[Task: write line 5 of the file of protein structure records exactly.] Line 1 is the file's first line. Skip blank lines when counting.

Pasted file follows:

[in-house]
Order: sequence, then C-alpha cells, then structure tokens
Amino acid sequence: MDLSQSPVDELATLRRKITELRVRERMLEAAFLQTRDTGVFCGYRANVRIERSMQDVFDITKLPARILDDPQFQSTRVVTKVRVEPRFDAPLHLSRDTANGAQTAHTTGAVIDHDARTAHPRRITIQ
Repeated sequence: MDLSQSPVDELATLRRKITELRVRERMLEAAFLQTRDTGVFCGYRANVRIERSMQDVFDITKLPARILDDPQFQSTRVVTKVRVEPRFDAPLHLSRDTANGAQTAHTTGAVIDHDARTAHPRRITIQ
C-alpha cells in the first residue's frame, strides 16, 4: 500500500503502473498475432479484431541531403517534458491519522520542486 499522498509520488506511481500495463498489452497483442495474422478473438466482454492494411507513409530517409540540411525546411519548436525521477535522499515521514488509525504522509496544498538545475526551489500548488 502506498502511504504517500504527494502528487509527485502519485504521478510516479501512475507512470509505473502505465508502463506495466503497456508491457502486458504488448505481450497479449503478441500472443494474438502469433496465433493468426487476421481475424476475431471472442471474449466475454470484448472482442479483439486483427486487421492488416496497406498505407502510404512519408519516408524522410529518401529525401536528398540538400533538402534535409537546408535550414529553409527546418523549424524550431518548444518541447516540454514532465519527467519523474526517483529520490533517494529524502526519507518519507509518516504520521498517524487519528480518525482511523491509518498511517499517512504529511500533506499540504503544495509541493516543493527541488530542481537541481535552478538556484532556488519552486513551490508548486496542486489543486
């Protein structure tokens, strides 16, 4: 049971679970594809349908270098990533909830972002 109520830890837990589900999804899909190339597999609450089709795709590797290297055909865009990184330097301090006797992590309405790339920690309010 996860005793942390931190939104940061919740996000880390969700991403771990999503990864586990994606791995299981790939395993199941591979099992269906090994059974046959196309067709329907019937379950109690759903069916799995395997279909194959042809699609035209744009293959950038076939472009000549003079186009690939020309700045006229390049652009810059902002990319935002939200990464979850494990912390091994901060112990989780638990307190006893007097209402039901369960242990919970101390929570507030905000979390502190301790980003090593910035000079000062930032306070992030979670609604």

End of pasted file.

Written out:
C-alpha cells in the first residue's frame, strides 16, 4: 500500500503502473498475432479484431541531403517534458491519522520542486 499522498509520488506511481500495463498489452497483442495474422478473438466482454492494411507513409530517409540540411525546411519548436525521477535522499515521514488509525504522509496544498538545475526551489500548488 502506498502511504504517500504527494502528487509527485502519485504521478510516479501512475507512470509505473502505465508502463506495466503497456508491457502486458504488448505481450497479449503478441500472443494474438502469433496465433493468426487476421481475424476475431471472442471474449466475454470484448472482442479483439486483427486487421492488416496497406498505407502510404512519408519516408524522410529518401529525401536528398540538400533538402534535409537546408535550414529553409527546418523549424524550431518548444518541447516540454514532465519527467519523474526517483529520490533517494529524502526519507518519507509518516504520521498517524487519528480518525482511523491509518498511517499517512504529511500533506499540504503544495509541493516543493527541488530542481537541481535552478538556484532556488519552486513551490508548486496542486489543486